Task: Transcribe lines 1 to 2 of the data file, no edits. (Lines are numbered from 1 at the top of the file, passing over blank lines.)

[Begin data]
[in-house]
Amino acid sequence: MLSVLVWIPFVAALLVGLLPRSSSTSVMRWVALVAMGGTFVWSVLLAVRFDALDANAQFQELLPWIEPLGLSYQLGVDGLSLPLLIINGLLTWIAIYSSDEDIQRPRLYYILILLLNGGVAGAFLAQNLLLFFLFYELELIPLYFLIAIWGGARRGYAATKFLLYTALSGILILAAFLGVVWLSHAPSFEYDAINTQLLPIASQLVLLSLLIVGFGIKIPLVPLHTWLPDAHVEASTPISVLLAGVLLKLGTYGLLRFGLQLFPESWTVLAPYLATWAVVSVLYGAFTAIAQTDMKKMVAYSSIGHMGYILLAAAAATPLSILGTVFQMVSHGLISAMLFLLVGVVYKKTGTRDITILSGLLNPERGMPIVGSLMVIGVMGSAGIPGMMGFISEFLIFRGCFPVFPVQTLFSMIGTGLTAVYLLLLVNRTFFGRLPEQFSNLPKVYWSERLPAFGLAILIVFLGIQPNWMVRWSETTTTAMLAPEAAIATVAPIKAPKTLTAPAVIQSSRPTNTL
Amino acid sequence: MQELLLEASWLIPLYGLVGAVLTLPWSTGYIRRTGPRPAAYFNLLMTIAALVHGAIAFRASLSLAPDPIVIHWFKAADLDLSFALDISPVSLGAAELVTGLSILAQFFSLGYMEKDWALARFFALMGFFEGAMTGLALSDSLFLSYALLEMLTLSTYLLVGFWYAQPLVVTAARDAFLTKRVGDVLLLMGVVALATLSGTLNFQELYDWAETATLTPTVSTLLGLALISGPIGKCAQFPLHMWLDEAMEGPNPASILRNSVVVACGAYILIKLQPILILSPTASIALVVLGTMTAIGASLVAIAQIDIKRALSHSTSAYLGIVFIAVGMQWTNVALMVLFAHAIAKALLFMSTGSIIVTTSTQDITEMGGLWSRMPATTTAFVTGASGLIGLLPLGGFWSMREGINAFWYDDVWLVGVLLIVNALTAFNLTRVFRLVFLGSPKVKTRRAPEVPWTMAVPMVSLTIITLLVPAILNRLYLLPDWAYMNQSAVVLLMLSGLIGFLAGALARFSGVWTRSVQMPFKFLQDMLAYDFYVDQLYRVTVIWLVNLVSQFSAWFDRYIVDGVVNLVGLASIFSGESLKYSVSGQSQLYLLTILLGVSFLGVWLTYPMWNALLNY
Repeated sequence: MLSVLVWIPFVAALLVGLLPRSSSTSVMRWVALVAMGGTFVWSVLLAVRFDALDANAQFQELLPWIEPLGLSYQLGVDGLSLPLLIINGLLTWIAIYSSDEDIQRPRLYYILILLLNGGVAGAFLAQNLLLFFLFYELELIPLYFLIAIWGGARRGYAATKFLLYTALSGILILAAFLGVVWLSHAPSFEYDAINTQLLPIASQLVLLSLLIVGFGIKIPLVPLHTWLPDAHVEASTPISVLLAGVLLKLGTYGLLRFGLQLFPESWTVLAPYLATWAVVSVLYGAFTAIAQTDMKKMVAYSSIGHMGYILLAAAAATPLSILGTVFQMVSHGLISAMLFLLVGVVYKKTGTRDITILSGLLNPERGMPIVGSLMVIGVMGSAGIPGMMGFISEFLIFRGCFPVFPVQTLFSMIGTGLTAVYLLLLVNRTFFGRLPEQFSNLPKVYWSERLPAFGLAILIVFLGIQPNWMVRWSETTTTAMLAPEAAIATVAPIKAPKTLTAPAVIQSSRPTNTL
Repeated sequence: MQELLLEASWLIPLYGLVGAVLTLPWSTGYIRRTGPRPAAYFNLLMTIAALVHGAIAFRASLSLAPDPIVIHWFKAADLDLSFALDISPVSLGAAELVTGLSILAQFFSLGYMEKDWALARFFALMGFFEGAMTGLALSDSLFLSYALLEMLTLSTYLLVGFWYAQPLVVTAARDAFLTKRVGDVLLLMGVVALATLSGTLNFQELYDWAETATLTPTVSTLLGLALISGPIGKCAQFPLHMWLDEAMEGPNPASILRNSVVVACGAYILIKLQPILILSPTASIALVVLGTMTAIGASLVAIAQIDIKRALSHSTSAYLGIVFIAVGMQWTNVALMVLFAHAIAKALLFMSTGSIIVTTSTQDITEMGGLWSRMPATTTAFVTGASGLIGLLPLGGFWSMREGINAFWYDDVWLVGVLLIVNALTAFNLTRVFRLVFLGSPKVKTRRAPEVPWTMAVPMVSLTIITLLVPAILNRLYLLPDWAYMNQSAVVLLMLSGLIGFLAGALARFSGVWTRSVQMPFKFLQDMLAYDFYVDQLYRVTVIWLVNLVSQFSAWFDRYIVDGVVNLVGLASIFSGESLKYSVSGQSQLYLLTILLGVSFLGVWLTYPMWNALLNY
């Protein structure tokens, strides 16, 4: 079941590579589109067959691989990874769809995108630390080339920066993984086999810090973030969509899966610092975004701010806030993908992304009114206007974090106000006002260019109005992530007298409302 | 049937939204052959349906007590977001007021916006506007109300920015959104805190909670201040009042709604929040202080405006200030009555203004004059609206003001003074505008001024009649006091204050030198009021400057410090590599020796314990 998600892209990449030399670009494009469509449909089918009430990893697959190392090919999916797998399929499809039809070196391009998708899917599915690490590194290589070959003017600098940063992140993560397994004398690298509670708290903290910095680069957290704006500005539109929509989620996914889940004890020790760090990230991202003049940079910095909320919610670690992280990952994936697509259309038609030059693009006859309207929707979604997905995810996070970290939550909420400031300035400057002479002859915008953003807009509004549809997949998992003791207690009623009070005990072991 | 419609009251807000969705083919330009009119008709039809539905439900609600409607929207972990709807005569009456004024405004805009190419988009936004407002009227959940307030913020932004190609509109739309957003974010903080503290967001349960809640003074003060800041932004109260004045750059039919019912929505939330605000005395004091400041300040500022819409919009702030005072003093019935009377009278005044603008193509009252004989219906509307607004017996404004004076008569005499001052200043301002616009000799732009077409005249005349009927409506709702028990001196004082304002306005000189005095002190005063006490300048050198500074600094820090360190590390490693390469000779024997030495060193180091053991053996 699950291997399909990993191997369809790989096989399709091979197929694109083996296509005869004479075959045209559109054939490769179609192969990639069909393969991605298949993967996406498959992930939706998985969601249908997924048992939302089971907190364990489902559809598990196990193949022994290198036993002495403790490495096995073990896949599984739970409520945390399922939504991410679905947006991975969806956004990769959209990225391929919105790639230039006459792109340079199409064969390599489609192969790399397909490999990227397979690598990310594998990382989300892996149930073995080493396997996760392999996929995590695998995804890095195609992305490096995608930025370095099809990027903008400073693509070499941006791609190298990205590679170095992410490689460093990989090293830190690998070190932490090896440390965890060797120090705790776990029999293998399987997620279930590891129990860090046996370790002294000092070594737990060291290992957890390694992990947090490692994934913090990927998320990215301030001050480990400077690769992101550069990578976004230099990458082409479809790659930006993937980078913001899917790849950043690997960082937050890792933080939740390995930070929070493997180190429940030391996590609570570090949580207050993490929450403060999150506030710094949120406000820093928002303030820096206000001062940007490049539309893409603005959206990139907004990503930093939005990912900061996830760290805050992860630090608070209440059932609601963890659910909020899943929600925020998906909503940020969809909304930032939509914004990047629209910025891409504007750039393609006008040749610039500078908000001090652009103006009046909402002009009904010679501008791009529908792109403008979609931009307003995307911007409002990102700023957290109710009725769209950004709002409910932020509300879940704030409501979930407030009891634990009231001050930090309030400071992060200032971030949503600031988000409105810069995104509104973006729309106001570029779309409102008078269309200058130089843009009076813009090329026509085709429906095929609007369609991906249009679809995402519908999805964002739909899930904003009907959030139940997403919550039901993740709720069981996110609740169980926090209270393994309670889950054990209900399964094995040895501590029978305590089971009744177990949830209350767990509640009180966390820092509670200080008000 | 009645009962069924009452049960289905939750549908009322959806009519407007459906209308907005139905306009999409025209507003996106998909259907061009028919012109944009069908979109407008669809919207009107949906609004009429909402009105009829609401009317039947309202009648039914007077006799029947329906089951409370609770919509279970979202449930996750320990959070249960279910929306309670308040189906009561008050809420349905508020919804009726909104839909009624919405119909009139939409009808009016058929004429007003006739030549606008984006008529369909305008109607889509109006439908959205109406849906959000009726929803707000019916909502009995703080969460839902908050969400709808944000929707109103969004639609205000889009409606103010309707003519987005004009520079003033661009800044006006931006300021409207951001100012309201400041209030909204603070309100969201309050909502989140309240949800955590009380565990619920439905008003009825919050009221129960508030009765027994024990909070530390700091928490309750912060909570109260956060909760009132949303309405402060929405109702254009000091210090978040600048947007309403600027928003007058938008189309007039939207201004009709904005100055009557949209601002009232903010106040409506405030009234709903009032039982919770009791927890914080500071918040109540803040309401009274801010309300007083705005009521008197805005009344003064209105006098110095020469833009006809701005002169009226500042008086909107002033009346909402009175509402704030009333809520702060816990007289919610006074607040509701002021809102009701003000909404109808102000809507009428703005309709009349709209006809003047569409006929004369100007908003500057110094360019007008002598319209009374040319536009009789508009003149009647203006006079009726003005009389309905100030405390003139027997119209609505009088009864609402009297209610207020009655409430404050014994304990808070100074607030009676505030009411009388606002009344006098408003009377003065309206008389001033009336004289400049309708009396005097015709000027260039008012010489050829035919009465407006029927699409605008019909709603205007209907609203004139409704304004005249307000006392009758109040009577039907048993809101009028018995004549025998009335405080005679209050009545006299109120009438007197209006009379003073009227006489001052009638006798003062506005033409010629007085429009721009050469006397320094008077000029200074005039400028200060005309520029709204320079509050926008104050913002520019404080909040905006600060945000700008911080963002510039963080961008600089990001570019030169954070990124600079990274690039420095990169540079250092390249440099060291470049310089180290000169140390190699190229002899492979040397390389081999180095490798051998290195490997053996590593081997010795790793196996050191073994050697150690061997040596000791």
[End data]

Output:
[in-house]
Amino acid sequence: MLSVLVWIPFVAALLVGLLPRSSSTSVMRWVALVAMGGTFVWSVLLAVRFDALDANAQFQELLPWIEPLGLSYQLGVDGLSLPLLIINGLLTWIAIYSSDEDIQRPRLYYILILLLNGGVAGAFLAQNLLLFFLFYELELIPLYFLIAIWGGARRGYAATKFLLYTALSGILILAAFLGVVWLSHAPSFEYDAINTQLLPIASQLVLLSLLIVGFGIKIPLVPLHTWLPDAHVEASTPISVLLAGVLLKLGTYGLLRFGLQLFPESWTVLAPYLATWAVVSVLYGAFTAIAQTDMKKMVAYSSIGHMGYILLAAAAATPLSILGTVFQMVSHGLISAMLFLLVGVVYKKTGTRDITILSGLLNPERGMPIVGSLMVIGVMGSAGIPGMMGFISEFLIFRGCFPVFPVQTLFSMIGTGLTAVYLLLLVNRTFFGRLPEQFSNLPKVYWSERLPAFGLAILIVFLGIQPNWMVRWSETTTTAMLAPEAAIATVAPIKAPKTLTAPAVIQSSRPTNTL